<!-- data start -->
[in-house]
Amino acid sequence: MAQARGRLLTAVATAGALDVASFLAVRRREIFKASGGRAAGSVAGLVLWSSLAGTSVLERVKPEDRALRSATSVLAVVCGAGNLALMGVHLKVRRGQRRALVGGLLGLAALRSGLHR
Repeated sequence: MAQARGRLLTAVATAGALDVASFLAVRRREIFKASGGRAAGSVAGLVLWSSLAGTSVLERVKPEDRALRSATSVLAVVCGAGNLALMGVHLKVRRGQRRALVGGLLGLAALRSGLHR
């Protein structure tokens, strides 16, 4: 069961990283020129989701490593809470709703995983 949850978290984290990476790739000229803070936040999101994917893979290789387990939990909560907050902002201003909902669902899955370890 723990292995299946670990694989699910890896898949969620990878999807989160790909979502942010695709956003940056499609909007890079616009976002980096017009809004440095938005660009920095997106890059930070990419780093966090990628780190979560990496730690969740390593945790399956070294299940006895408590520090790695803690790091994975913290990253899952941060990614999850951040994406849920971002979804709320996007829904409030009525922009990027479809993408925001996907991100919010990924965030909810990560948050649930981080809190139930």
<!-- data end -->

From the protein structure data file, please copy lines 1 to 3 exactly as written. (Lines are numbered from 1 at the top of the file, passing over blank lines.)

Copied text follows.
[in-house]
Amino acid sequence: MAQARGRLLTAVATAGALDVASFLAVRRREIFKASGGRAAGSVAGLVLWSSLAGTSVLERVKPEDRALRSATSVLAVVCGAGNLALMGVHLKVRRGQRRALVGGLLGLAALRSGLHR
Repeated sequence: MAQARGRLLTAVATAGALDVASFLAVRRREIFKASGGRAAGSVAGLVLWSSLAGTSVLERVKPEDRALRSATSVLAVVCGAGNLALMGVHLKVRRGQRRALVGGLLGLAALRSGLHR